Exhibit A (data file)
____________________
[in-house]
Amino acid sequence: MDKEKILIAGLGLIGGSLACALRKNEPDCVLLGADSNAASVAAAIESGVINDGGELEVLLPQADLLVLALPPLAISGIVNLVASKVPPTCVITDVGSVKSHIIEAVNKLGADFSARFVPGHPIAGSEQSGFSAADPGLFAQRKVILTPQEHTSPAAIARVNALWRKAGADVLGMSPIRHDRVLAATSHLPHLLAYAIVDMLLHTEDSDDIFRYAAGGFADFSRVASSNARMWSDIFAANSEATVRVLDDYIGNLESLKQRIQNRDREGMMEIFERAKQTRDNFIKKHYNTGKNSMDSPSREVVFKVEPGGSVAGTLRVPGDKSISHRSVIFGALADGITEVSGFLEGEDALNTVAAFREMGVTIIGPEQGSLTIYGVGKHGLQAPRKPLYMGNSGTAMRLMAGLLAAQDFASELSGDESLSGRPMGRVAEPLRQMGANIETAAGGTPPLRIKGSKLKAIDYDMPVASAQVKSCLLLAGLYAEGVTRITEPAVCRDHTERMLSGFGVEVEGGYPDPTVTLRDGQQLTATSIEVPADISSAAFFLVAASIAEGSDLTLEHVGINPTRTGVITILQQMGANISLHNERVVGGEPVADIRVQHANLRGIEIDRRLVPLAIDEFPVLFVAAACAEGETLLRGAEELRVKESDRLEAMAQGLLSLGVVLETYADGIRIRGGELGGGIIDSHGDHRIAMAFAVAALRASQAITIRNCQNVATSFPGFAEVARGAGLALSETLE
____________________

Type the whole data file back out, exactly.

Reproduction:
[in-house]
Amino acid sequence: MDKEKILIAGLGLIGGSLACALRKNEPDCVLLGADSNAASVAAAIESGVINDGGELEVLLPQADLLVLALPPLAISGIVNLVASKVPPTCVITDVGSVKSHIIEAVNKLGADFSARFVPGHPIAGSEQSGFSAADPGLFAQRKVILTPQEHTSPAAIARVNALWRKAGADVLGMSPIRHDRVLAATSHLPHLLAYAIVDMLLHTEDSDDIFRYAAGGFADFSRVASSNARMWSDIFAANSEATVRVLDDYIGNLESLKQRIQNRDREGMMEIFERAKQTRDNFIKKHYNTGKNSMDSPSREVVFKVEPGGSVAGTLRVPGDKSISHRSVIFGALADGITEVSGFLEGEDALNTVAAFREMGVTIIGPEQGSLTIYGVGKHGLQAPRKPLYMGNSGTAMRLMAGLLAAQDFASELSGDESLSGRPMGRVAEPLRQMGANIETAAGGTPPLRIKGSKLKAIDYDMPVASAQVKSCLLLAGLYAEGVTRITEPAVCRDHTERMLSGFGVEVEGGYPDPTVTLRDGQQLTATSIEVPADISSAAFFLVAASIAEGSDLTLEHVGINPTRTGVITILQQMGANISLHNERVVGGEPVADIRVQHANLRGIEIDRRLVPLAIDEFPVLFVAAACAEGETLLRGAEELRVKESDRLEAMAQGLLSLGVVLETYADGIRIRGGELGGGIIDSHGDHRIAMAFAVAALRASQAITIRNCQNVATSFPGFAEVARGAGLALSETLE